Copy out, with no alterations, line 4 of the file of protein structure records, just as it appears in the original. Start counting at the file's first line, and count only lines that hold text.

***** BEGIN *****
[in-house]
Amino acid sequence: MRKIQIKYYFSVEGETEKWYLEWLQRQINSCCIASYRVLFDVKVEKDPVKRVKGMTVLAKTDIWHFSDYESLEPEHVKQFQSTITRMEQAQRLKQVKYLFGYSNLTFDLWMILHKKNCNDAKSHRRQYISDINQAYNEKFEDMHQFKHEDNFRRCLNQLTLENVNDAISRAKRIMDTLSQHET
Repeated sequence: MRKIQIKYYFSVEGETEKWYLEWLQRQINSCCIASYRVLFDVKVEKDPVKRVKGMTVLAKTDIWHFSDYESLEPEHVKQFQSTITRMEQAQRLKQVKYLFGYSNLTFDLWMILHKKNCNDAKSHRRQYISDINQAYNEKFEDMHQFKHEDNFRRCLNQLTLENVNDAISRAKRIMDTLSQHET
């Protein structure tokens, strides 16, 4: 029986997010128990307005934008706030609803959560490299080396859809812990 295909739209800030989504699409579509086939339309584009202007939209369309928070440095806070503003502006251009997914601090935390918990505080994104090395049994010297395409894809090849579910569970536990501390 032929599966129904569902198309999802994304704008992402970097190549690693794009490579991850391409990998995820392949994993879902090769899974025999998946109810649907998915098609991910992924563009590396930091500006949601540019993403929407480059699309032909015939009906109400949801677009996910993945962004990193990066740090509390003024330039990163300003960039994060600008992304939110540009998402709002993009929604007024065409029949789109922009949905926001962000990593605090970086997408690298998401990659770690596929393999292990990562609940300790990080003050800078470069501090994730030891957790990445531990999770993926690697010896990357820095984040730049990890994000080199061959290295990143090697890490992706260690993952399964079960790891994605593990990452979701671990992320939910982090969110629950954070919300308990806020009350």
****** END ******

């Protein structure tokens, strides 16, 4: 029986997010128990307005934008706030609803959560490299080396859809812990 295909739209800030989504699409579509086939339309584009202007939209369309928070440095806070503003502006251009997914601090935390918990505080994104090395049994010297395409894809090849579910569970536990501390 032929599966129904569902198309999802994304704008992402970097190549690693794009490579991850391409990998995820392949994993879902090769899974025999998946109810649907998915098609991910992924563009590396930091500006949601540019993403929407480059699309032909015939009906109400949801677009996910993945962004990193990066740090509390003024330039990163300003960039994060600008992304939110540009998402709002993009929604007024065409029949789109922009949905926001962000990593605090970086997408690298998401990659770690596929393999292990990562609940300790990080003050800078470069501090994730030891957790990445531990999770993926690697010896990357820095984040730049990890994000080199061959290295990143090697890490992706260690993952399964079960790891994605593990990452979701671990992320939910982090969110629950954070919300308990806020009350």